Growth In Confidence.

My soul shall make its boast in the Lord; the humble shall hear of it and be glad. Psalm 34:2 NKJV.path

How many of us can remember as a child when we would boast about our dad saying”My daddy can do anything.” Soon, as we grow the phrase is repeated less.

However, for the child of God, the opposite is true, as we grow in understanding of the greatness of our Lord. As growth increases our awareness of His greatness, both in His love demonstrated for us and His power toward us, we will become increasingly more dependent on Him to direct us and enable us.Psalm 34

That is what is referred to as “walking in the Spirit.” Growth daily in Him, comes through a desire for a childlike worship—heartfelt praise that is vocal and visible in our celebration of Him.

King David who presented a vocal and visible praise describes himself in Psalm 131. “Lord, my heart is not proud, nor my eyes arrogant. Neither do I concern myself with great matters nor with things too difficult for me. Surely I have calmed and quieted my soul, like a weaned child with his mother; like a weaned child is my soul within me. O Israel, hope in the Lord from this time forth and forever.”

David describes himself as a small child, looking to God for everything in the way a child looks to its mother.

Therefore, true maturity is learning the childlikeness that looks less and less to our own wisdom for answers or to our own strength for results—and trusts the Father entirely.

Then, as God moves on our behalf, we will find ourselves boasting about Him to anyone who will listen. Confidence grows, and we find ourselves asking others do you know who our “ Daddy God” is?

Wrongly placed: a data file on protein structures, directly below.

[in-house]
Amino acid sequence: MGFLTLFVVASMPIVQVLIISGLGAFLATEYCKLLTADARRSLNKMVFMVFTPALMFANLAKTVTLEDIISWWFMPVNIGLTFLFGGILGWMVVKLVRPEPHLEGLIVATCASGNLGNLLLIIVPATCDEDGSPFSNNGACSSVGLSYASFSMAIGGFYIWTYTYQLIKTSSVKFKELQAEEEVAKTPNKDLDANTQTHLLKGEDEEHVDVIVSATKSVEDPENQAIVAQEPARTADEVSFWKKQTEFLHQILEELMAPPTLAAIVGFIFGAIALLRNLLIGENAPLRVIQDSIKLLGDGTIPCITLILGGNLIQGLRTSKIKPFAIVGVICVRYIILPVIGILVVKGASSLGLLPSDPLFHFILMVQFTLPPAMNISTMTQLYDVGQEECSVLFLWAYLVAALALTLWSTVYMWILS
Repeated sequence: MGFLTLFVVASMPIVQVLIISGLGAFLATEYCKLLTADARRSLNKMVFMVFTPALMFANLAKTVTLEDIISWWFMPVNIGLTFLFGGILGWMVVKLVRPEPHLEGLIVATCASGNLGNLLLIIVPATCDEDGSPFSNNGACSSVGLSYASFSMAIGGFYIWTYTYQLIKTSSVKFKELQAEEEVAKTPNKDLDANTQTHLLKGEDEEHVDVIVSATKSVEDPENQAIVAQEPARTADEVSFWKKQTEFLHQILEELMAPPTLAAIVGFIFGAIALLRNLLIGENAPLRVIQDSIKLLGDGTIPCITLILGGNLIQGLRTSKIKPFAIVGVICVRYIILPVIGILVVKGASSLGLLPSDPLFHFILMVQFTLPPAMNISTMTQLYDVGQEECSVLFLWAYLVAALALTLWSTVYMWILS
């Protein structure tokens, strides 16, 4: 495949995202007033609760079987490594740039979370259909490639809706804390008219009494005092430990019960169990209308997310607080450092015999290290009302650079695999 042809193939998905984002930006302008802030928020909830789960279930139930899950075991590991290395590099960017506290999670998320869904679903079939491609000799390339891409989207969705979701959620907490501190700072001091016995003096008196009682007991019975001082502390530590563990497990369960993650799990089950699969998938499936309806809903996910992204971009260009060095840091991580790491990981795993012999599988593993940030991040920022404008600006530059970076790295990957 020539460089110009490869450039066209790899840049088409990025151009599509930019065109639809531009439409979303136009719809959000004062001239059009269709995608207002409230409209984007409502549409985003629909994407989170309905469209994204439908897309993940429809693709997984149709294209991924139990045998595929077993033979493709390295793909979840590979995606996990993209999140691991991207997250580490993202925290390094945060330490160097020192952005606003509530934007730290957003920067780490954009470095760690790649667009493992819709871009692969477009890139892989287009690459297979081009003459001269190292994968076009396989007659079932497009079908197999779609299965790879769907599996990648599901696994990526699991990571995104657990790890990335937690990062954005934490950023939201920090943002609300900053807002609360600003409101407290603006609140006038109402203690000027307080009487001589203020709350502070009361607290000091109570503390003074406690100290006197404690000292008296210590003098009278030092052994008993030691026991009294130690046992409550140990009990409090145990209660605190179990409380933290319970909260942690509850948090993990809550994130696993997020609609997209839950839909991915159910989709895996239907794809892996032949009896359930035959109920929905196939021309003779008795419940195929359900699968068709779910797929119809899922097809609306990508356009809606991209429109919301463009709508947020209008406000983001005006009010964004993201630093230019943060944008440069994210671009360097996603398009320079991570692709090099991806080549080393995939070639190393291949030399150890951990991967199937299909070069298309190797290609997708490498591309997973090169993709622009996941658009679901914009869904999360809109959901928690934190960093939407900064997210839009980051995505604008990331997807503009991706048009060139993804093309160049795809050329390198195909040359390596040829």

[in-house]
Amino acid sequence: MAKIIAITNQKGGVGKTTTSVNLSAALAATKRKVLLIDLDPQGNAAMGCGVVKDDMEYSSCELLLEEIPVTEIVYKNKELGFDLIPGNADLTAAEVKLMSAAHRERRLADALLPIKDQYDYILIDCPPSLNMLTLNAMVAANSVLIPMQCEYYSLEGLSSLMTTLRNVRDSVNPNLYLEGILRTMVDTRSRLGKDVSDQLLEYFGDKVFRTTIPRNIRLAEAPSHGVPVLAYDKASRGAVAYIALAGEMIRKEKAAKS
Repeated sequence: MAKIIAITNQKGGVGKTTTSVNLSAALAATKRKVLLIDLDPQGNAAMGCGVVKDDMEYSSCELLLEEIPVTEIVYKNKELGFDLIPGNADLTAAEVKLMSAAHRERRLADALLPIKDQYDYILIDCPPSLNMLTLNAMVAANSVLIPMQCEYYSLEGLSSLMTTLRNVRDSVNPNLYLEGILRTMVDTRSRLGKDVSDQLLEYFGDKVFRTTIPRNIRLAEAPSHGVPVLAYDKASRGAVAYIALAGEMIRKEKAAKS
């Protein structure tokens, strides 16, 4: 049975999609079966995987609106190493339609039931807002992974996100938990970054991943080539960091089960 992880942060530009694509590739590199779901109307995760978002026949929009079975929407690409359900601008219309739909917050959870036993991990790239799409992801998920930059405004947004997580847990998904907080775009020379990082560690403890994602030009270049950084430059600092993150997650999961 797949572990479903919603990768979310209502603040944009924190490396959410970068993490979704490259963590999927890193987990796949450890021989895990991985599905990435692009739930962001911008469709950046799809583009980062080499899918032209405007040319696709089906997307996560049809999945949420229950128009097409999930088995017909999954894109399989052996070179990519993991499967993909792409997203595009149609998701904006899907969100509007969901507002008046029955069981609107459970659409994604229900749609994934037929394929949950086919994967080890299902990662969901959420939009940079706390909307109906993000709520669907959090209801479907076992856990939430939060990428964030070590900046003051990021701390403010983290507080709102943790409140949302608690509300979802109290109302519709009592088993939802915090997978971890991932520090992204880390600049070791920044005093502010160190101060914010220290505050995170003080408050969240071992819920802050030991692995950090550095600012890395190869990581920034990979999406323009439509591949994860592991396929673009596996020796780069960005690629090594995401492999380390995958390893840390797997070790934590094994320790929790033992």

Growth in Servant hood.

Growth in Servant hood.

“For even the Son of Man did not come to be served, but to serve, and to give His life a ransom for many.” Mark 10:45 NKJV. are-you-a-servant

Becoming like Jesus means we will grow into His servant-hearted character. Some may seek to do miracles, but Jesus did not say His first work was that. Some may desire recognition, or to exercise the power Jesus functioned in, but He did not say His primary purpose was to display His power.

Jesus said His primary purpose was that He came to serve and to seek and save the lost (Luke 19:10). He came to serve as an example of humility and self-sacrifice (John 13:14, 15); even now, He continues to serve as our intercessor, praying to the Father on our behalf (Rom. 8:34).4_romans_5_8_romans_3_25_mark_

The primary call to the church is to secure and multiply Jesus’ model of servant hood by creating an atmosphere and ministry emphasis that produces servants (Eph. 4:12).

The ability and opportunity to serve are gifts from God; and true growth, when it is pure, will produce the fruit of service.

Tomorrow: Growth in Confidence.

Growth Indicator.

Jesus said to him, “You shall love the Lord your God with all your heart, with all your soul, and with all your mind.” “This is the first and great commandment.” “And the second is like it: ‘You shall love your neighbor as yourself.”” Matthew 22:37-39 NKJV.loveyour-neighbor

Growth Indicator.

One of the greatest indicators that we growing in our relationship with God is found in our willingness to love. God is love. Love is not just something He does. It’s what He is. It stands to reason that we are never more godly, never more like God, than when we love.